Figure 2

Two examples of gel images from biomedical publications (PMID 19473536 and 15125785) with tables showing the relations that could be extracted from them.


In principle, image mining involves the same processes as classical literature mining [11]: document categorization, named entity tagging, fact extraction, and collection-wide analysis. However, there are some subtle differences. Document categorization corresponds to image categorization, which is different in the sense that it has to deal with features based on the two-dimensional space of pixels, but otherwise the same principles of automatic categorization apply. Named entity tagging is different in two ways: pinpointing the mention of an entity is more difficult with images (a large number of pixels versus a couple of characters), and OCR errors have to be considered. Fact extraction in classical literature mining involves the analysis of the syntactic structure of the sentences. In images, in contrast, there are rarely complete sentences, but the semantics is rather encoded by graphical means. Thus, instead of parsing sentences, one has to analyze graphical elements and their relation to each other. The last process, collection-wide analysis, is a higher-level problem, and therefore no fundamental differences can be expected. Thus, image mining builds upon the same general stages as classical text mining, but with some subtle yet important differences.

Image mining on biomedical publications is not a new idea. It has been applied for the extraction of subcellular location information [12], the detection of panels of fluorescence microscopy images [13], the extraction of pathway information from diagrams [14], and the detection of axis diagrams [7]. Also, there is a large amount of existing work on how to process gel images [1519] and databases have been proposed to store the results of gel analyses [20]. These techniques, however, take as input plain gel images, which are not readily accessible from biomedical papers, because they make up just parts of the figures. Furthermore, these tools are designed for researchers who want to analyze their gel images and not to read gel diagrams that have already been analyzed and annotated by a researcher. Therefore, these approaches do not tackle the problem of recognizing and analyzing the labels of gel images. Some attempts to classify biomedical images include gel figures [21], which is, however, just the first step in locating them and analyzing their labels and their structure. To our knowledge, nobody has yet tried to perform image mining on gel diagrams.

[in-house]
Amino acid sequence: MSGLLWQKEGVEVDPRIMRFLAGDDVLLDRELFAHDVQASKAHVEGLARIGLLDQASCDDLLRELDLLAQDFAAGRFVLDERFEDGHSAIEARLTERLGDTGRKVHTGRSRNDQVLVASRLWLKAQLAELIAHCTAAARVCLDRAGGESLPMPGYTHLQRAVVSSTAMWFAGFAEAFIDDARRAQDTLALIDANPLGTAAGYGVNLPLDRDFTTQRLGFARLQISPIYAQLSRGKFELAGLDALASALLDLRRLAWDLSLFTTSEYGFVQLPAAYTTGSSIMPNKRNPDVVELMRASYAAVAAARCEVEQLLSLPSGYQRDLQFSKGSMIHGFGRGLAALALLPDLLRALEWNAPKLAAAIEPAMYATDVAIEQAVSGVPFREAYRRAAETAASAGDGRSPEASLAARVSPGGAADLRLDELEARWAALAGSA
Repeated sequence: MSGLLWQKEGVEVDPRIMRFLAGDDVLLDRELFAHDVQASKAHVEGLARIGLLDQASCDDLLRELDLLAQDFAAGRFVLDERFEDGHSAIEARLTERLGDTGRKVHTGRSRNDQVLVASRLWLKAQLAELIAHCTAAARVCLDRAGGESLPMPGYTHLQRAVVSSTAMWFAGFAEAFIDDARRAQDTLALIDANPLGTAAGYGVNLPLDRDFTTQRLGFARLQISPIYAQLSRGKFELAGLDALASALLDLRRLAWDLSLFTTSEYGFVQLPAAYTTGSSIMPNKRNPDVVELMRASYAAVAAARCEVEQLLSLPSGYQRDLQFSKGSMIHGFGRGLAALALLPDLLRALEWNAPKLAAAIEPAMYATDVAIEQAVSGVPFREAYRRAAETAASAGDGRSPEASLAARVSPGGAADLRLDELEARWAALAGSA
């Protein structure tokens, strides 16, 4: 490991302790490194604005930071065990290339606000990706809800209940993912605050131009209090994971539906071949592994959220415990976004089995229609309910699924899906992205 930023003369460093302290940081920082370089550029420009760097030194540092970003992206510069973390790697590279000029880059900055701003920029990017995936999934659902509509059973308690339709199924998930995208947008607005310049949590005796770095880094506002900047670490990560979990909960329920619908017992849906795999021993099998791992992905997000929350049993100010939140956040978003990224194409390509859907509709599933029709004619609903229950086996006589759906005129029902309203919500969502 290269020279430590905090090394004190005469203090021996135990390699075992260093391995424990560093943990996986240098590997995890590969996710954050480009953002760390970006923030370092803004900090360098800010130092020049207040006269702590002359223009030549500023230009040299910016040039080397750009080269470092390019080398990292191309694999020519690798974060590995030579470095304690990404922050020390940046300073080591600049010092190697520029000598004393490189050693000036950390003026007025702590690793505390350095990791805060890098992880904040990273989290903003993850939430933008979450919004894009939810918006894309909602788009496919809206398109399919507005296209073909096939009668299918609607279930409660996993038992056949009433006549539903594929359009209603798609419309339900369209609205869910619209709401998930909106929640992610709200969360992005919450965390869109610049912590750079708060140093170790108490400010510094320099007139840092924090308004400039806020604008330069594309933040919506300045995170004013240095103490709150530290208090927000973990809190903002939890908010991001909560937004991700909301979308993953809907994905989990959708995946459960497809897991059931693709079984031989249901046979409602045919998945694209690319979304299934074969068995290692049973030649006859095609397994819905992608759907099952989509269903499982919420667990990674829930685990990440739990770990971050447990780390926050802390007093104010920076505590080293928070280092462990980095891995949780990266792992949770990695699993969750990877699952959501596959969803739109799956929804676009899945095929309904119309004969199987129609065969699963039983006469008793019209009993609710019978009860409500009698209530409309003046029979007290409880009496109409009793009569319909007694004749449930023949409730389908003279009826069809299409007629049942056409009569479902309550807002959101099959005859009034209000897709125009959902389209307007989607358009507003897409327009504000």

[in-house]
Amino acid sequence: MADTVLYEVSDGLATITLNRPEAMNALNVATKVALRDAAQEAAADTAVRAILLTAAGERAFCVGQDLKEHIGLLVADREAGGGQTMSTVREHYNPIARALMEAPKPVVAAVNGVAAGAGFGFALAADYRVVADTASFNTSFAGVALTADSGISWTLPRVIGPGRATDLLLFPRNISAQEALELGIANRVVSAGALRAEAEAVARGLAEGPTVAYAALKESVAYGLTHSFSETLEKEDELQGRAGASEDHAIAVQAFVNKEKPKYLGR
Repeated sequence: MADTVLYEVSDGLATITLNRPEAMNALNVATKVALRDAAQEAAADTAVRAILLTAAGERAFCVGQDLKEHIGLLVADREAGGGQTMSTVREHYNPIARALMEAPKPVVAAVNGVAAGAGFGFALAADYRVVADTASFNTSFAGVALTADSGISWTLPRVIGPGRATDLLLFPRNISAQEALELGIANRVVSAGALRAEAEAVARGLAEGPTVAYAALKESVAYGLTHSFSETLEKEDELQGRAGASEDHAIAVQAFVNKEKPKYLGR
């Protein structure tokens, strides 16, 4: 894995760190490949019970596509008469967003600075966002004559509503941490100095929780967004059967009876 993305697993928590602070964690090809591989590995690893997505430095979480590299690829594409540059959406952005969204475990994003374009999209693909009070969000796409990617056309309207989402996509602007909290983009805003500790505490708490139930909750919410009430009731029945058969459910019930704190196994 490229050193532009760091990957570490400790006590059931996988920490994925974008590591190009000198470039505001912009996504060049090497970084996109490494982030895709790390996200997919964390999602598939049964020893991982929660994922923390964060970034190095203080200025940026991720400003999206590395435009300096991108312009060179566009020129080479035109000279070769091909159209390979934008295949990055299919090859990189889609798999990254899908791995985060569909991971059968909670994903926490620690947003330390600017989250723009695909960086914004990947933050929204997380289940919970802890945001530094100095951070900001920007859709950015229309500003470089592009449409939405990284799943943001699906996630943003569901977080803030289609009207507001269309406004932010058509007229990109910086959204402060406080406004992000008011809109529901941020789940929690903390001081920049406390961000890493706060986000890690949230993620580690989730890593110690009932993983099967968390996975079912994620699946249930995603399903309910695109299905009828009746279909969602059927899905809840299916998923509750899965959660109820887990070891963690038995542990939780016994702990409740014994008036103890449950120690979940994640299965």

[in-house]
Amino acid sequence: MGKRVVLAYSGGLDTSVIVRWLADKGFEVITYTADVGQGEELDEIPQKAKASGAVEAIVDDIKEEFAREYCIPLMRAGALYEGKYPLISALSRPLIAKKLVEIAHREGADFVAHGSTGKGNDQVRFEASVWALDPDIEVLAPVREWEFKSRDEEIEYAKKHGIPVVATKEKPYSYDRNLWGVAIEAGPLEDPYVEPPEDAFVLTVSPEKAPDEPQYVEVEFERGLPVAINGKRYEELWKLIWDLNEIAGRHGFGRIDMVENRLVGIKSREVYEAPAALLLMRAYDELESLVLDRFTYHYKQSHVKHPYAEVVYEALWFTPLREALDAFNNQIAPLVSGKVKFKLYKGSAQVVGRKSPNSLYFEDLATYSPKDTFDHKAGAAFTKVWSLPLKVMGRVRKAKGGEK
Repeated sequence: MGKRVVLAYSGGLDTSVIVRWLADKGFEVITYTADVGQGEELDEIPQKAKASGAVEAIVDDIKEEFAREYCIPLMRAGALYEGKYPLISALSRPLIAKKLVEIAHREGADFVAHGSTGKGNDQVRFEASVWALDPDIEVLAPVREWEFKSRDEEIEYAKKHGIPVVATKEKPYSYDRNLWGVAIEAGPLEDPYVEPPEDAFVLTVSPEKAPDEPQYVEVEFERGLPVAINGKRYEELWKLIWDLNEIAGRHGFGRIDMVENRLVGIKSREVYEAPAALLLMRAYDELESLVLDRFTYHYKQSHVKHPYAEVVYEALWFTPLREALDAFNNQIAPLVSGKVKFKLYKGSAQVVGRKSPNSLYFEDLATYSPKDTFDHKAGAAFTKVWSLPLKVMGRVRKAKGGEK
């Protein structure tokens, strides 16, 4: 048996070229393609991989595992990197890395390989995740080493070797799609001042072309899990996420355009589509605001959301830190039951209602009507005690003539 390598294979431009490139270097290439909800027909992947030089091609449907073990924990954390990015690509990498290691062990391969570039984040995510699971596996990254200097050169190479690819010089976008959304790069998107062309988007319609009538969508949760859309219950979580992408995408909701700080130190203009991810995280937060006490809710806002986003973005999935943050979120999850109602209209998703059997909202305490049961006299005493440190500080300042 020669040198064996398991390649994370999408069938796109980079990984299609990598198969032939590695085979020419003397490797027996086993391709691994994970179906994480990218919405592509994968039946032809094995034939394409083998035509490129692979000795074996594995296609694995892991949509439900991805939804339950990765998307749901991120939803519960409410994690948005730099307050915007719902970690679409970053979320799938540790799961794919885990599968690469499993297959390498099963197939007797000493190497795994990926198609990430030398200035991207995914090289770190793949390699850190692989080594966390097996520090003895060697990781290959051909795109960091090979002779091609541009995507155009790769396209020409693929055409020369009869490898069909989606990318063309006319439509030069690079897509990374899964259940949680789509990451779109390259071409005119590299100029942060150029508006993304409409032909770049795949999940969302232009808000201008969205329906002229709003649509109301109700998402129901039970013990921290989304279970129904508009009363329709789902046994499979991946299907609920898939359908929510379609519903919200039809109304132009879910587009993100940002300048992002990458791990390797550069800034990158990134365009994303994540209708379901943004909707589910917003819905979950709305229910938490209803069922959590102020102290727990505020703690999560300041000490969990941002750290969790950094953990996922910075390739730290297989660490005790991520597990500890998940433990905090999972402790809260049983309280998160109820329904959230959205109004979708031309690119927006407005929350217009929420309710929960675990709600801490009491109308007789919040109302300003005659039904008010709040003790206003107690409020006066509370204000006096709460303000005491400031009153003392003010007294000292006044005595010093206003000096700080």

Approach and methods

Figure 3 shows the procedure of our approach to image mining from gel diagrams. It consists of seven steps: figure extraction, segmentation, text recognition, gel detection, gel panel detection, named entity recognition and relation extraction.a
Figure 3

The procedure of our approach: (1) figure extraction, (2) segmentation, (3) text recognition, (4) gel detection, (5) gel panel detection, (6) named entity recognition, and (7) relation extraction.

Using structured article representations, the first step is trivial. For steps two and three, we rely on existing work. The main focus of this paper lies on steps four and five: the detection of gels and gel panels. In the discussion section, we present some preliminary results on step six of recognizing named entities, and sketch how step seven could be implemented, for which we cannot provide a concrete solution at this point.

To practically evaluate our approach, we ran our pipeline on the entire open access subset of PubMed Central (though not all figures made it through the whole pipeline due to technical difficulties).

Figure extraction

A large portion of the articles of the open access subset of the PubMed Central database are available as structured XML files with additional image files for the figures. We only use these articles so far, which makes the figure extraction task very easy. It would be more difficult, though definitely feasible, to extract the figures from PDF files or even bitmaps of scanned articles (see [22] and for approaches on extracting the structure of articles in PDF format).

Segmentation and text recognition

For the next two steps — segment detection and subsequent text recognition —, we rely on our previous work [23, 24]. This method includes the detection of layout elements, edge detection, and text recognition with a novel pivoting approach. For optical character recognition (OCR), the Microsoft Document Imaging package is used, which is available as part of Microsoft Office 2003. Overall, this approach has been shown to perform better than other existing approaches for the images found in biomedical publications [23]. We do not go into the details here, as this paper focuses on the subsequent steps.